Shailender Vyas’s show, JL 50, the four-episode miniseries starring Abhay Deol, Pankaj Kapur, Ritika Anand and Piyush Mishra, begins on a splendid note. Some boys are playing football up in the hills, when lightning strikes and the street dogs begin to get shifty. It becomes overcast in a matter of seconds, and everyone on the field stops and looks up at the sky. We all know what we’re going to see (given the show’s title), which is why we’re half-expecting a tacky looking VFX shot of a plane losing altitude. Instead, we see the shadow of a plane passing over the football field, as the kids stand around and gape at it. The shot is reminiscent of Oliver Stone’s World Trade Centre (2006), where we’re almost looking forward to how the makers will recreate the visual of a plane crashing into a skyscraper. Instead, Stone shows a New Yorker spotting an aircraft on a glass pane, a split second before it crashes into the WTC. It’s a smart way to play with the audience’s expectations.
News of the plane’s crash in the northern part of West Bengal, and of another missing plane set the stage for intrigue. The crashed plane, JL 50, went ‘missing’ about 35 years ago on August 20, 1984, and its crash site has just been found in 2019. Meanwhile, the missing plane, AO 26, is seemingly hijacked by a radical communist group wanting to separate Bengal from the rest of India. (A welcome break for the ‘Muslim terrorists’ in Hindi films). The case of the crashed plane, and why it’s so far away from its flight course is to be investigated by CBI’s blue-eyed boy Shantanu (Abhay Deol) and his homegrown Watson, Gaurango (a permanently likeable Rajesh Sharma). Meanwhile, the hijackers of AO 26 are demanding the release of their leader from jail in exchange for the hostages.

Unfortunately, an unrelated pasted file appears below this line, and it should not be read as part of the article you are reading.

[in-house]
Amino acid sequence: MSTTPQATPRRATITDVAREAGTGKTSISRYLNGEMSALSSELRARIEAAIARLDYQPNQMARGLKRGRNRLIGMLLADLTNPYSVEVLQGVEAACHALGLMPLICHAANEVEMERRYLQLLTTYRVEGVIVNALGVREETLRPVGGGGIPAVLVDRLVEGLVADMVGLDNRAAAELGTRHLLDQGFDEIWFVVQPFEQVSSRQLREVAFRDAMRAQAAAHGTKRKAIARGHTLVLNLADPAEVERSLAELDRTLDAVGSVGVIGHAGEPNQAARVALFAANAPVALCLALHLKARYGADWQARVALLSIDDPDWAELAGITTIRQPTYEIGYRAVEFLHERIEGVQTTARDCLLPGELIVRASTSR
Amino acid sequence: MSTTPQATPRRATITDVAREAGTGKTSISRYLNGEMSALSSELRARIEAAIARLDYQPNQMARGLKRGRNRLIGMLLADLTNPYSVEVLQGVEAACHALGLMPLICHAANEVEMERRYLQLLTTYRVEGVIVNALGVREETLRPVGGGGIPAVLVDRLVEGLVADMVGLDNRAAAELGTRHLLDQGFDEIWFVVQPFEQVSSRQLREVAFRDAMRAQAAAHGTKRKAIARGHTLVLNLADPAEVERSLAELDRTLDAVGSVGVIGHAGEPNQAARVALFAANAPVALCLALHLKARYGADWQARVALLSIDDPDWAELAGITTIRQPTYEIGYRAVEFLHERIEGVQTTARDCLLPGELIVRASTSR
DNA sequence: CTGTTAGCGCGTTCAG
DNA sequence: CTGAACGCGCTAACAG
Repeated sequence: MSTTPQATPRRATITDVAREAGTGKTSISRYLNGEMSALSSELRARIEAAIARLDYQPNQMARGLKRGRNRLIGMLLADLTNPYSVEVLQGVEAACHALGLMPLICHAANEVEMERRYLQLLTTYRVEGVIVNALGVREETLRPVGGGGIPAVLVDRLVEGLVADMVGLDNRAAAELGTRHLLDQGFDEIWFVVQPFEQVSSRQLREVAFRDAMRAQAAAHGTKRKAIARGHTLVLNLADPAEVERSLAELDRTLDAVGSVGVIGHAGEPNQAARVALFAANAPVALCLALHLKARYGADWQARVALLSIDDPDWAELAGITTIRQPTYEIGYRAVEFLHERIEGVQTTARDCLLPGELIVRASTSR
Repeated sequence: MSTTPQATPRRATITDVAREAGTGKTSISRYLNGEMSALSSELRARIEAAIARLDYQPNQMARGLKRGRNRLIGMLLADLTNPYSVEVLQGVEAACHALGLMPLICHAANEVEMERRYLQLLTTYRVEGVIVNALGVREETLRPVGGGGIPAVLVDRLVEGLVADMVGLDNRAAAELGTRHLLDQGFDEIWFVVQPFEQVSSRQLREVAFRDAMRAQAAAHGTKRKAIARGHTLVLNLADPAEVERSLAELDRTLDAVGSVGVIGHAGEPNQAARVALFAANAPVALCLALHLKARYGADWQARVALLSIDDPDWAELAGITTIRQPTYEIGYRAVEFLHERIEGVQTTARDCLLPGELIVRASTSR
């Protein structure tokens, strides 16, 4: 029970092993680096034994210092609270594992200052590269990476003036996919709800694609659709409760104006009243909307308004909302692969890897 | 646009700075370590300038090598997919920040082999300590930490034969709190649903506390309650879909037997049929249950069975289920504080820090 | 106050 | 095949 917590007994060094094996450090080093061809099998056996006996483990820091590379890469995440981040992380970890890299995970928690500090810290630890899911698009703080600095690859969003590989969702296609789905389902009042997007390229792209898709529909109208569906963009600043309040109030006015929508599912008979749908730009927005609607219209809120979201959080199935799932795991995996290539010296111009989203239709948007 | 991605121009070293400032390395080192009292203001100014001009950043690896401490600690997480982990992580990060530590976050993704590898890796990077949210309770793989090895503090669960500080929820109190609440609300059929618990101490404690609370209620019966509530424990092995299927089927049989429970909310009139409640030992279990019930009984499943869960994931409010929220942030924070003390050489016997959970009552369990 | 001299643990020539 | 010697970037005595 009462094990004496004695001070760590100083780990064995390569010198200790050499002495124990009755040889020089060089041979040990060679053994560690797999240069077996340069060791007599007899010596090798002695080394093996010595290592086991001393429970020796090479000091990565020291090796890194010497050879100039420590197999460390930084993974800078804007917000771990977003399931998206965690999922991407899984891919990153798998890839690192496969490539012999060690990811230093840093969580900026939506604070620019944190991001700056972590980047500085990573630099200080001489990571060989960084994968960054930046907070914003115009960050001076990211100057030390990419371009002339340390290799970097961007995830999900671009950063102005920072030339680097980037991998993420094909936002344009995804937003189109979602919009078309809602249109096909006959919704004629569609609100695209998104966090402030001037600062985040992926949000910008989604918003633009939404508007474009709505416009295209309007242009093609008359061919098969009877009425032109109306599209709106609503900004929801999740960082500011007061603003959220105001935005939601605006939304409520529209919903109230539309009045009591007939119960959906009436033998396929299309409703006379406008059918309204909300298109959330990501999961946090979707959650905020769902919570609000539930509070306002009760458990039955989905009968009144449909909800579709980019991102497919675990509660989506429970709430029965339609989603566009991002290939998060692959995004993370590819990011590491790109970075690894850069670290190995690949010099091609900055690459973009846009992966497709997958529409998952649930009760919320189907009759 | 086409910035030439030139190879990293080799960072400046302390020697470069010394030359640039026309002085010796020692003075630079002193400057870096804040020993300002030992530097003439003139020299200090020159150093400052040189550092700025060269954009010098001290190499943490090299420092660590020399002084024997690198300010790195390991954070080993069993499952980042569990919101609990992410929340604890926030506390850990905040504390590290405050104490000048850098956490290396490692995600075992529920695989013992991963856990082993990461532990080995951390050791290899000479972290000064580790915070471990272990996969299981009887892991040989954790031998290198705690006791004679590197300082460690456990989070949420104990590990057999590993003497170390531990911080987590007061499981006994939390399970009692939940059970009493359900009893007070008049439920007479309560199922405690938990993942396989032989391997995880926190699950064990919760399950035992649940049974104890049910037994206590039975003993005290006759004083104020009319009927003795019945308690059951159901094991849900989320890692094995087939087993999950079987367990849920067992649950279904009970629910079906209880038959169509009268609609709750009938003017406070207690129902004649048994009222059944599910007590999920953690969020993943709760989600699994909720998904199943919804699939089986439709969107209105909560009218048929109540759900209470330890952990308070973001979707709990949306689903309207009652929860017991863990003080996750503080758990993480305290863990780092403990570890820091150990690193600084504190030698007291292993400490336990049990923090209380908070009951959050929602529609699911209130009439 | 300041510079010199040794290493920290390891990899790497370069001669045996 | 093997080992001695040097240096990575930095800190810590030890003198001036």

It’s a lot of plot, and the showrunners may have done great disservice to the material by compressing all of it into about 150 minutes. So bizarre are some of the narrative-jumps, that it doesn’t seem unfair to speculate if we’re looking at a longer series that was cut down to a feature-length film and then re-edited to look like a miniseries. For example, Shantanu and Gaurango see the wreckage of JL 50, and discover that the one passenger who didn’t board the plane, Prof. Das (Pankaj Kapur), lives in Kolkata — all in the span of one scene. Even for a film that wants to play around with time, this comes off as too much of a convenience. What gets even more ludicrous is how Prof. Das not only remembers everything about the flight from 35 years ago, but he even tries to convince Shantanu that this whole thing is a time-travel experiment, with a straight face.
The early portions where Shantanu and Gaurango go around showcasing their detective exploits around Kolkata, have the touch of the city’s many famous (fictitious) sleuths to them. However, the scenes feel so staged, where characters switch between Bengali, Hindi and English, that it destroys any pretence that the audience is on the same journey to the ‘truth’ as the two CBI officers.